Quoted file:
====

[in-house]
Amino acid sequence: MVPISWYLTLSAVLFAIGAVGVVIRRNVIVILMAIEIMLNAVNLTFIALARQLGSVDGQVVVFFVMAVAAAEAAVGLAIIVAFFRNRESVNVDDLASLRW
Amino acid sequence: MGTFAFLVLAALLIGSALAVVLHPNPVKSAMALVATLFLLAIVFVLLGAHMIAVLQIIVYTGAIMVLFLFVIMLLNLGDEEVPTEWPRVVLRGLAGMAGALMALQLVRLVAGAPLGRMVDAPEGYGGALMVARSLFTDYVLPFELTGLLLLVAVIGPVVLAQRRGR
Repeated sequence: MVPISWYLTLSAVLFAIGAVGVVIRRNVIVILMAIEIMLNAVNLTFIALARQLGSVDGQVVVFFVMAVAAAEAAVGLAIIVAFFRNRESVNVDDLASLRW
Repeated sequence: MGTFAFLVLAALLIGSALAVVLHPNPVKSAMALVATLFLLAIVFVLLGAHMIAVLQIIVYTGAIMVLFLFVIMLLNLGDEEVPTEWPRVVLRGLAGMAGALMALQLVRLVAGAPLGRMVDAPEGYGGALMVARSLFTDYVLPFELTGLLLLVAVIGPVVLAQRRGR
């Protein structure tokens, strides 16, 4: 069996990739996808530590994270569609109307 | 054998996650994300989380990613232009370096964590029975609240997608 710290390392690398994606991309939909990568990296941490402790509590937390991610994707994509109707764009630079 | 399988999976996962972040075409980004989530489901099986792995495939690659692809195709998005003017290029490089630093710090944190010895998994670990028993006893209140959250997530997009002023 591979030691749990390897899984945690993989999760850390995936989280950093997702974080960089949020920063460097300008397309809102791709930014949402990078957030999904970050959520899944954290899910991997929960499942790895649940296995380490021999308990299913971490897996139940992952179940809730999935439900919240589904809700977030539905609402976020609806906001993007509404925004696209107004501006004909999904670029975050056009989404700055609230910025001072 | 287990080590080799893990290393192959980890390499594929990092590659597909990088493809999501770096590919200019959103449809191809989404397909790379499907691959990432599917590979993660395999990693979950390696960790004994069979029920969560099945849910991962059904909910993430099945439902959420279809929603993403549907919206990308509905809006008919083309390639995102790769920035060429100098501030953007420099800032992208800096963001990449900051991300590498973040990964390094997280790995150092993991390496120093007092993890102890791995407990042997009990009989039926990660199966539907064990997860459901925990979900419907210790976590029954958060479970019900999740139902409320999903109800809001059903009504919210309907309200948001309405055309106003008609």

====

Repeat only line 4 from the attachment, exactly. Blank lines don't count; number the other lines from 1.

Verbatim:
Repeated sequence: MVPISWYLTLSAVLFAIGAVGVVIRRNVIVILMAIEIMLNAVNLTFIALARQLGSVDGQVVVFFVMAVAAAEAAVGLAIIVAFFRNRESVNVDDLASLRW